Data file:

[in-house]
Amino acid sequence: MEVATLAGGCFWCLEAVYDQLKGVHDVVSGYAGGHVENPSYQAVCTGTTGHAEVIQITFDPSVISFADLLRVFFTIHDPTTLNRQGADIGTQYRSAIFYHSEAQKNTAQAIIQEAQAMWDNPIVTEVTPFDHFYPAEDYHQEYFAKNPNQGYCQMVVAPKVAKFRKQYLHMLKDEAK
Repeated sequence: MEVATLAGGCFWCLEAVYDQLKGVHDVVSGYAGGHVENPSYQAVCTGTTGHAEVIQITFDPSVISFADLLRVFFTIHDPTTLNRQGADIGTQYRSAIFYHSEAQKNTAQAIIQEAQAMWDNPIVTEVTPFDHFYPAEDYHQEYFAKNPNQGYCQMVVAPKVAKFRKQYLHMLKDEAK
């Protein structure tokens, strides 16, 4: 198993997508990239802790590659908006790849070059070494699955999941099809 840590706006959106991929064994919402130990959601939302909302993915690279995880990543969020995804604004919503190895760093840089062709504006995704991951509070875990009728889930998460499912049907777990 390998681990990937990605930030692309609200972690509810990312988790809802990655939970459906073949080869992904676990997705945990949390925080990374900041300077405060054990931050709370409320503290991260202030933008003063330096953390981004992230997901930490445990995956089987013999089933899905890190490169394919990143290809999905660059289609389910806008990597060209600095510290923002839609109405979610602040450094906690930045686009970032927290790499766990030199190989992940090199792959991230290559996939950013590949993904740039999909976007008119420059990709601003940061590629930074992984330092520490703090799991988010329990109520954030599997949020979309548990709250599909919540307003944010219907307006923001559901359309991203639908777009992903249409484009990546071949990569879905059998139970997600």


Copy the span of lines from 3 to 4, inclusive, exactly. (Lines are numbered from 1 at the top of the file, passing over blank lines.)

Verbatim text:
Repeated sequence: MEVATLAGGCFWCLEAVYDQLKGVHDVVSGYAGGHVENPSYQAVCTGTTGHAEVIQITFDPSVISFADLLRVFFTIHDPTTLNRQGADIGTQYRSAIFYHSEAQKNTAQAIIQEAQAMWDNPIVTEVTPFDHFYPAEDYHQEYFAKNPNQGYCQMVVAPKVAKFRKQYLHMLKDEAK
């Protein structure tokens, strides 16, 4: 198993997508990239802790590659908006790849070059070494699955999941099809 840590706006959106991929064994919402130990959601939302909302993915690279995880990543969020995804604004919503190895760093840089062709504006995704991951509070875990009728889930998460499912049907777990 390998681990990937990605930030692309609200972690509810990312988790809802990655939970459906073949080869992904676990997705945990949390925080990374900041300077405060054990931050709370409320503290991260202030933008003063330096953390981004992230997901930490445990995956089987013999089933899905890190490169394919990143290809999905660059289609389910806008990597060209600095510290923002839609109405979610602040450094906690930045686009970032927290790499766990030199190989992940090199792959991230290559996939950013590949993904740039999909976007008119420059990709601003940061590629930074992984330092520490703090799991988010329990109520954030599997949020979309548990709250599909919540307003944010219907307006923001559901359309991203639908777009992903249409484009990546071949990569879905059998139970997600």